For the Love of Zucchini

I’ve grown up in a number of different places.  I spent my first few infantile months crammed into a two bedroom apartment in West Pittston, Pennsylvania.  Fast forward to eighteen months and my mother and father were stuck in the hallway of the hotel we were living in because the lock froze during what was purportedly one of the worst blizzards to hit Virginia.  By the time I was four I was living in a development one mile away from Disney World (every four-year old’s dream) in Winter Garden, Florida.  When I think back to the days that I lived in that prefabricated home I can distinctly recall, aside from the fact that I might still be engaged to one of my old babysitters (I never did take that plastic spider ring back), my mother’s baking.  Specifically, her Zucchini Bread, a favorite snack (although it could be a meal if you tried hard enough) of mine.

zucchini 1


My mother is an avid gardener thanks to my Great Grandfather Leo, a secretive Freemason and proud owner of a green thumb.  Thanks to him, my mother grew up growing everything from brussel sprouts, to tomatoes, to zucchini.  She always plants zucchini.  I can distinctly remember many summer days in the sweltering mid-July heat, trying to find a spot of shade somewhere around our seemingly endless (to the mind of a four-year old) cul-de-sac, only to smell my mom’s zucchini bread wafting out of the front patio door.  What possessed her to heat up our small home even more by baking I’ll never understand, not that I was complaining at the time.  After about an hour of resisting (or not resisting as it were) the temptation to run in and start begging, “Mommy, is it ready now? I’m hungry. When is the zucchini ready?” I would be rewarded with a warm, velvety soft slice of heavenly, sumptuous bread.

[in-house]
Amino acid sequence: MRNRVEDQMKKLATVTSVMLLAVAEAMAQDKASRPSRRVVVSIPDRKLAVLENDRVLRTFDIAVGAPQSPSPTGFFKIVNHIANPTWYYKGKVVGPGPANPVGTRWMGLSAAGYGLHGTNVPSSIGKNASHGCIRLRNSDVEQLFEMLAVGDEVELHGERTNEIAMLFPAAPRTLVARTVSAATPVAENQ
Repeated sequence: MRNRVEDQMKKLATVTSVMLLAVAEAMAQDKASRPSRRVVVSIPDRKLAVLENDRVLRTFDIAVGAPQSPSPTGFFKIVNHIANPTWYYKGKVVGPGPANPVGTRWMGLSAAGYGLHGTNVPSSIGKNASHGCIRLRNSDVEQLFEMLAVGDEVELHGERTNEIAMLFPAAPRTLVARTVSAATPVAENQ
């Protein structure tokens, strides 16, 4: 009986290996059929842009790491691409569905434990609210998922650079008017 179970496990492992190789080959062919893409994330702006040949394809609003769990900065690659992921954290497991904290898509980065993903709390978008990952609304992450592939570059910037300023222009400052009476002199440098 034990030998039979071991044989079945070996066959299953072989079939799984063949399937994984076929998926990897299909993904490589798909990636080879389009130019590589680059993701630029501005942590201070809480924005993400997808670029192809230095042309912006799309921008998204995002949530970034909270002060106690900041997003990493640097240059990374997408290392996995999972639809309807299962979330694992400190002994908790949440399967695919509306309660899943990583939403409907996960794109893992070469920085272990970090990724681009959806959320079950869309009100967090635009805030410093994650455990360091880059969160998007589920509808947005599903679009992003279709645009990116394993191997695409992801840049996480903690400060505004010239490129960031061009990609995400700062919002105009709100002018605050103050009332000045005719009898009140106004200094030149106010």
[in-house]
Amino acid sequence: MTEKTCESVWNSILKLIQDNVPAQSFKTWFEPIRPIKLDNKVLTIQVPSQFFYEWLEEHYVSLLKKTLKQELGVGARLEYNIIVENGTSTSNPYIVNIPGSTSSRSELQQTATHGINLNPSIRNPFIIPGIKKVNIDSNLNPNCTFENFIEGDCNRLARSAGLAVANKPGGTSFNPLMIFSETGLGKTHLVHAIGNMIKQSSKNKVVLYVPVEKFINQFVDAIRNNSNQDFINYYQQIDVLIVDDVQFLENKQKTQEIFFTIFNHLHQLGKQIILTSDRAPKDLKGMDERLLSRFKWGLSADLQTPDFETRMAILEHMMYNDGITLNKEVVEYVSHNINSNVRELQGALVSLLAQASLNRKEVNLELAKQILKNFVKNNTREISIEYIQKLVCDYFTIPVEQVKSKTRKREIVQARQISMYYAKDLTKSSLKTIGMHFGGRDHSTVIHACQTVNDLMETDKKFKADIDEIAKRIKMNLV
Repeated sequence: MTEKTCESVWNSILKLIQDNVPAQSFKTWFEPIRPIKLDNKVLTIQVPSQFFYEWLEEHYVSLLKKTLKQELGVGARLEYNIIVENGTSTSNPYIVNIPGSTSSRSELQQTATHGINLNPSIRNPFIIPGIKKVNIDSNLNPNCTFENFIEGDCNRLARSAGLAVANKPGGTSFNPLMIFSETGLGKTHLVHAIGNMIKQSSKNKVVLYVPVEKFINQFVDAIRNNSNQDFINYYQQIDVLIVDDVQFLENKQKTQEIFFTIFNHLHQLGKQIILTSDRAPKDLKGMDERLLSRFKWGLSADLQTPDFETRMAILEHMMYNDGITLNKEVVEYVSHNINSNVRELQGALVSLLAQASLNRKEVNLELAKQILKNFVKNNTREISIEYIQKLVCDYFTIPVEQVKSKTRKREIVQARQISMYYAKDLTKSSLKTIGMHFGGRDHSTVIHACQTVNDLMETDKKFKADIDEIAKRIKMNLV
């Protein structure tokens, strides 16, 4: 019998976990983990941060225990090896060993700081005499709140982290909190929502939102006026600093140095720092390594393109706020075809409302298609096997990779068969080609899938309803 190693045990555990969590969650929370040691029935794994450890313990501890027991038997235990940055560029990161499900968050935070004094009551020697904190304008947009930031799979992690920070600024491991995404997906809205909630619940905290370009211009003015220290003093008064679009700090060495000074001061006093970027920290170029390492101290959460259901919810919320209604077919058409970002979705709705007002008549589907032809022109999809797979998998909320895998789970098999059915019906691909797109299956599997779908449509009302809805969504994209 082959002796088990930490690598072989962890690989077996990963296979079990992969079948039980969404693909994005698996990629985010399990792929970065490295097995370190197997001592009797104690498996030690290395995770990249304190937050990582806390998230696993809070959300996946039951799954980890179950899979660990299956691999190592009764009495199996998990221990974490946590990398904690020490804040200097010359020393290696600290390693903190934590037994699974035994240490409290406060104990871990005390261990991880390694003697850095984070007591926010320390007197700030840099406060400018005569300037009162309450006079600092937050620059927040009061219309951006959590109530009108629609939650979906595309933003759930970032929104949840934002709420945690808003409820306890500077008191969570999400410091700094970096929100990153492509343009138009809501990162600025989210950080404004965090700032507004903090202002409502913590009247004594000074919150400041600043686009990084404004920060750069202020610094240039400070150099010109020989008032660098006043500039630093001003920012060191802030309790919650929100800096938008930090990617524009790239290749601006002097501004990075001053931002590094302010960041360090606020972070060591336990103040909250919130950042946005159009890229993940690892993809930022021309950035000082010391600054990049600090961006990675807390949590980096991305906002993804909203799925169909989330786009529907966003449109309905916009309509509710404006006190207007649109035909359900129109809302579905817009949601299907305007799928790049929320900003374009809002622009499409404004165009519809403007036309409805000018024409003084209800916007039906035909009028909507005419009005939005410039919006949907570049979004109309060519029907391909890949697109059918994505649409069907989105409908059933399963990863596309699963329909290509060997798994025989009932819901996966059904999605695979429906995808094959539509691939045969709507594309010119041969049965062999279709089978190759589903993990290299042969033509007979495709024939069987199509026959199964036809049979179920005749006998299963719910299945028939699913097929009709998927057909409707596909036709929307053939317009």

It was a comfort to me in times when I needed it.  While I might have played Casanova with my erstwhile caretakers, I did not get along very well with peers my own age because of my regular upheaval of homes.  There was one girl in kindergarten named Jessica who would torment me during all hours of the school day.  On one occasion, I was sitting at a table in the lunchroom and my childhood tormentor decided to walk behind me with her full lunch tray and trip herself.  Naturally, she blamed me for it and I was removed from recess for a week after that.  My mother, knowing my frustrations (and suspecting my innocence), was ready and waiting with freshly baked Zucchini Bread when I got home during that week.

Imagine for a moment the pillowy softness of this snack in your mouth.  The moist, baked batter slowly dissolving on your tongue and in your cheek as you chew.  The occasional crunch of a walnut under-tooth.  I don’t think that I could adequately describe just what my mother’s homemade zucchini bread tastes like, but I’ll try:  it’s sweet, but not too sweet, with a slight citrus tang, and an earthy kind of flavor.  I suspect that no matter where I go in life, I’ll always have this connection to her, and to who I am from this one simple snack.  Even now, at the ripe old age of twenty-two, when my mother bakes her zucchini bread I feel safe, loved, and comforted.  If I were to say it tasted like anything, I would say it tastes like home.

zucchini bread 1



Homemade Zucchini Bread


1 ½ cups all-purpose flour

1 teaspoon ground cinnamon

½ teaspoon baking soda

¼ teaspoon salt

¼ teaspoon baking powder

¼ teaspoon ground nutmeg

1 cup sugar

1 cup finely shredded unpeeled zucchini

¼ cup cooking oil

1 egg

¼ teaspoon finely shredded lemon peel

½ cup chopped walnuts


In a large mixing bowl combine the flour, cinnamon, baking soda, salt, baking powder, and nutmeg. Mix.

In a separate mixing bowl combine the sugar, shredded zucchini, cooking oil, egg, and lemon peel. Go ahead and mix this too, but maybe throw in a pinch of old childhood memories.

Slowly combine the contents of both bowls and mix until they are just combined. This might be a good time to add bits of your family. Not literally, of course, but how you felt about them when you were young and growing.

Now stir in the walnuts.  Nothing extra here.

Pour the batter into a greased loaf pan. Act like your old four year old self and lick any batter left over out of the bowl. No need for a spoon.

Bake at 350° for about an hour. During that hour, you are required to think nostalgically about some specific memories from when you were young.
Let the loaf cool for 10 minutes before enjoying your own personal slice of home.

This entry was posted in Food Essays--Spring 2017. Bookmark the permalink.

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